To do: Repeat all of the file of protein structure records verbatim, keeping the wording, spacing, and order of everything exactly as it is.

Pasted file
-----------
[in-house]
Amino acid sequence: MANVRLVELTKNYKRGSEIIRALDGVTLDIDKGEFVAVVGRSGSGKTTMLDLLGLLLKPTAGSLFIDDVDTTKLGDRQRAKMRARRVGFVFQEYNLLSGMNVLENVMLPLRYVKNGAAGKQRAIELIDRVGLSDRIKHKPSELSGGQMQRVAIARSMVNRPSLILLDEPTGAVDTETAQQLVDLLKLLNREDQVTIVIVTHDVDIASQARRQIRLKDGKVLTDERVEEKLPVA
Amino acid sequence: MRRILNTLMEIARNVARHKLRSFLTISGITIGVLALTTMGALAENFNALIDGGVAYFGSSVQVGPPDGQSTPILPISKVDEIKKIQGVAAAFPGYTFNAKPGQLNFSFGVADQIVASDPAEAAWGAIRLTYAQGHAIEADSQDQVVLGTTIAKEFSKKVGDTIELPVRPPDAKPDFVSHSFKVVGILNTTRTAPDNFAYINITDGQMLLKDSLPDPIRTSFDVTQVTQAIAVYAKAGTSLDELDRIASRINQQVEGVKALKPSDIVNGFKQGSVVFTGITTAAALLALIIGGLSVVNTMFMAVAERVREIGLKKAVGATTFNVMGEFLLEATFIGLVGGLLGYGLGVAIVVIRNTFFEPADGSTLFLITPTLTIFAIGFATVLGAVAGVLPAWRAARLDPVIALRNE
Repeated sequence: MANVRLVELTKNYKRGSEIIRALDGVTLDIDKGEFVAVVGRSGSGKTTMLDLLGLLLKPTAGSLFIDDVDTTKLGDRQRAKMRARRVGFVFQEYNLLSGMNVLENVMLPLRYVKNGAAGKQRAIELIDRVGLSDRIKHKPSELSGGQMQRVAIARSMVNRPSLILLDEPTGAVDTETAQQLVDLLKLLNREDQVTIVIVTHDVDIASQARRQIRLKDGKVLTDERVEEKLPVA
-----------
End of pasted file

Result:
[in-house]
Amino acid sequence: MANVRLVELTKNYKRGSEIIRALDGVTLDIDKGEFVAVVGRSGSGKTTMLDLLGLLLKPTAGSLFIDDVDTTKLGDRQRAKMRARRVGFVFQEYNLLSGMNVLENVMLPLRYVKNGAAGKQRAIELIDRVGLSDRIKHKPSELSGGQMQRVAIARSMVNRPSLILLDEPTGAVDTETAQQLVDLLKLLNREDQVTIVIVTHDVDIASQARRQIRLKDGKVLTDERVEEKLPVA
Amino acid sequence: MRRILNTLMEIARNVARHKLRSFLTISGITIGVLALTTMGALAENFNALIDGGVAYFGSSVQVGPPDGQSTPILPISKVDEIKKIQGVAAAFPGYTFNAKPGQLNFSFGVADQIVASDPAEAAWGAIRLTYAQGHAIEADSQDQVVLGTTIAKEFSKKVGDTIELPVRPPDAKPDFVSHSFKVVGILNTTRTAPDNFAYINITDGQMLLKDSLPDPIRTSFDVTQVTQAIAVYAKAGTSLDELDRIASRINQQVEGVKALKPSDIVNGFKQGSVVFTGITTAAALLALIIGGLSVVNTMFMAVAERVREIGLKKAVGATTFNVMGEFLLEATFIGLVGGLLGYGLGVAIVVIRNTFFEPADGSTLFLITPTLTIFAIGFATVLGAVAGVLPAWRAARLDPVIALRNE
Repeated sequence: MANVRLVELTKNYKRGSEIIRALDGVTLDIDKGEFVAVVGRSGSGKTTMLDLLGLLLKPTAGSLFIDDVDTTKLGDRQRAKMRARRVGFVFQEYNLLSGMNVLENVMLPLRYVKNGAAGKQRAIELIDRVGLSDRIKHKPSELSGGQMQRVAIARSMVNRPSLILLDEPTGAVDTETAQQLVDLLKLLNREDQVTIVIVTHDVDIASQARRQIRLKDGKVLTDERVEEKLPVA